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Green Day's Billie Joe Armstrong Says Transphobic People Are 'Close-Minded': 'Why Would You Be Afraid?'

"Why don't you let your kid just be the kid that they are?" said the "American Idiot" rocker on the topic of transgender children

<p>Gilbert Flores/Penske Media via Getty</p> Mike Dirnt, Billie Joe Armstrong and Tre Cool of Green Day in Hollywood in December 2023

Gilbert Flores/Penske Media via Getty

Mike Dirnt, Billie Joe Armstrong and Tre Cool of Green Day in Hollywood in December 2023

Billie Joe Armstrong isn't part of the transphobic agenda.

In a new interview with the Los Angeles Times, the 51-year-old Green Day frontman opened up about his thoughts toward people with anti-transgender mindsets and how cultural conversations on the topic have changed over time.

Ahead of the upcoming Jan. 19 release of the "American Idiot" band's new album Saviors, Armstrong told the outlet about how its track "Bobby Sox" addresses queerness. The song, per the outlet, finds him musing on the simplicities of romance with his wife, Adrienne Nesser, and sweetly asking, "Do you wanna be my girlfriend?"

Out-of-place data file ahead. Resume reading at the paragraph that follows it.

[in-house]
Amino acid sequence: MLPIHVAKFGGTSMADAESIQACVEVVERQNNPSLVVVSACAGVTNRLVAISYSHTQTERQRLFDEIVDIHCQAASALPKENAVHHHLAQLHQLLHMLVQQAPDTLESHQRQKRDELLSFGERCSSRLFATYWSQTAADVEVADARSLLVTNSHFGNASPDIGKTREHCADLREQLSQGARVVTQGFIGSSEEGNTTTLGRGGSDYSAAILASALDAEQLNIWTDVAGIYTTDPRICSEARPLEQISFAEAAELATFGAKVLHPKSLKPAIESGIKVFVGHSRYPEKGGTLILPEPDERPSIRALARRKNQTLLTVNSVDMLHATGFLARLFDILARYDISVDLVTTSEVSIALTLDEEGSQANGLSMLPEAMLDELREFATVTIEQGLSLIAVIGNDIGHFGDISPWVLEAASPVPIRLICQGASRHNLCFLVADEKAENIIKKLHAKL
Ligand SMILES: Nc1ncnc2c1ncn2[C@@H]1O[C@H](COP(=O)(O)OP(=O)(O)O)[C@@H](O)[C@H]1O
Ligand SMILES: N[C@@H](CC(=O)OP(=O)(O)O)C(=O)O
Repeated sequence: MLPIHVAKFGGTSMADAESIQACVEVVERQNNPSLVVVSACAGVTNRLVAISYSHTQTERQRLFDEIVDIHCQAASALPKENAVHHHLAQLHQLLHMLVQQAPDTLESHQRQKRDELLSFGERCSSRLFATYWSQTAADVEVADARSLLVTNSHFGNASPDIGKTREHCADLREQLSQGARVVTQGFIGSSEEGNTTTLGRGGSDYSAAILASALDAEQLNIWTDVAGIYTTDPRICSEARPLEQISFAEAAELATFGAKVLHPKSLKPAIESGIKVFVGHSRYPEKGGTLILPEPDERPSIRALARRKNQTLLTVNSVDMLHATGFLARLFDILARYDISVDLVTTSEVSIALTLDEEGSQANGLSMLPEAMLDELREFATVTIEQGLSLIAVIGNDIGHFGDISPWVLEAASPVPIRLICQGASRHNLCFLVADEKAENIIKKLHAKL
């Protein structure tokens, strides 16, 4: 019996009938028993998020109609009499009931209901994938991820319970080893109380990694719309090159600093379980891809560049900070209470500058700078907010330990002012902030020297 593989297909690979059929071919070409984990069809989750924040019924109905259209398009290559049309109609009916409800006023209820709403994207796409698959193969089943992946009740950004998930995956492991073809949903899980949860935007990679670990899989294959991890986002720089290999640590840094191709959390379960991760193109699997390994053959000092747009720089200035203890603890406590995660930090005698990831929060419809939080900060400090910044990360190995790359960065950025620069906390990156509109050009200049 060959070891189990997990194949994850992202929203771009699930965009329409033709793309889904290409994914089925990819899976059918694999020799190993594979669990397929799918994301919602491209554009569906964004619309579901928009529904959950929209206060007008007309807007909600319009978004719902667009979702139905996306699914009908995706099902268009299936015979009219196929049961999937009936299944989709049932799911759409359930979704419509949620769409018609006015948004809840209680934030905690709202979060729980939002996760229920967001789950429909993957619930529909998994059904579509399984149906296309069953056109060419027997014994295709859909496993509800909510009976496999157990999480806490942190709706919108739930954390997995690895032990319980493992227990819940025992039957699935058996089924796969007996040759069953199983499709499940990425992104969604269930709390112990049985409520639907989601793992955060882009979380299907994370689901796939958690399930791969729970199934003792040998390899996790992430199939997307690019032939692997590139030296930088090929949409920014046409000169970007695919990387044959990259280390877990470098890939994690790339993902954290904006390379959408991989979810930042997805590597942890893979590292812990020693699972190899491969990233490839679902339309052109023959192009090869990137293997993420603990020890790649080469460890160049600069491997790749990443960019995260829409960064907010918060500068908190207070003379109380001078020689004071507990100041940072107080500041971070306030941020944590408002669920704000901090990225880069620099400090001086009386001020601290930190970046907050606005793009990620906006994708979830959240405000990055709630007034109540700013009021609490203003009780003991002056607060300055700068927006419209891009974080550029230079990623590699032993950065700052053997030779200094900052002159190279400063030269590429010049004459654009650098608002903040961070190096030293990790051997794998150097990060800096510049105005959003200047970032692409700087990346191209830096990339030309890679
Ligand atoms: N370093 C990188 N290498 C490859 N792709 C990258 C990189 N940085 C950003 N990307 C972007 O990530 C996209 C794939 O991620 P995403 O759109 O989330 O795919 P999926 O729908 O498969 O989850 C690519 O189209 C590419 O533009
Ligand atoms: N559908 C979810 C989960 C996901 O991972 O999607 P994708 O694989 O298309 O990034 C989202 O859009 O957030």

<p>Daniel Boczarski/Getty </p> Billie Joe Armstrong performs with Green Day in Milwaukee in July 2023

Daniel Boczarski/Getty

Billie Joe Armstrong performs with Green Day in Milwaukee in July 2023

Related: Green Day Detail 2024 Saviors Tour Celebrating 30 Years of Dookie and 20 Years of American Idiot

"But then in the next verse, I thought I should flip the script," said the 51-year-old musician, who identifies as bisexual. "I’m kind of playing the character of the woman, but it also felt really liberating to sing, ‘Do you wanna be my boyfriend?'"

Armstrong added, "It became more of a queer singalong.”

Alberto E. Rodriguez/Getty Billie Joe Armstrong
Alberto E. Rodriguez/Getty Billie Joe Armstrong

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Upon playing the song for a friend, the "21 Guns" vocalist said its lyrics "brought a tear to his eye."

"Nowadays it’s more common for kids to be LGBTQ, and there’s more support," said Armstrong in the interview. "But for us, back in the day, that was like the beginning of when people were able to openly say things like that."

Related: Green Day Sells Donald Trump Mug Shot T-Shirts for Charity: 'Ultimate Nimrod'

FilmMagic Green Day
FilmMagic Green Day

While the queer community is certainly more accepted and celebrated in many areas of culture today, anti-LGBTQ+ groups are still prevalent in society. According to the Human Rights Campaign, "at least 31 transgender and gender non-conforming people" were violently murdered in 2023.

Armstrong has long been open about his social and political views, and he was not shy with the LA Times regarding his thoughts on transphobic individuals. "I just think they’re f---ing close-minded," he said.

"It’s like people are afraid of their children," added the Grammy winner. "Why would you be afraid? Why don’t you let your kid just be the kid that they are?"

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Read the original article on People.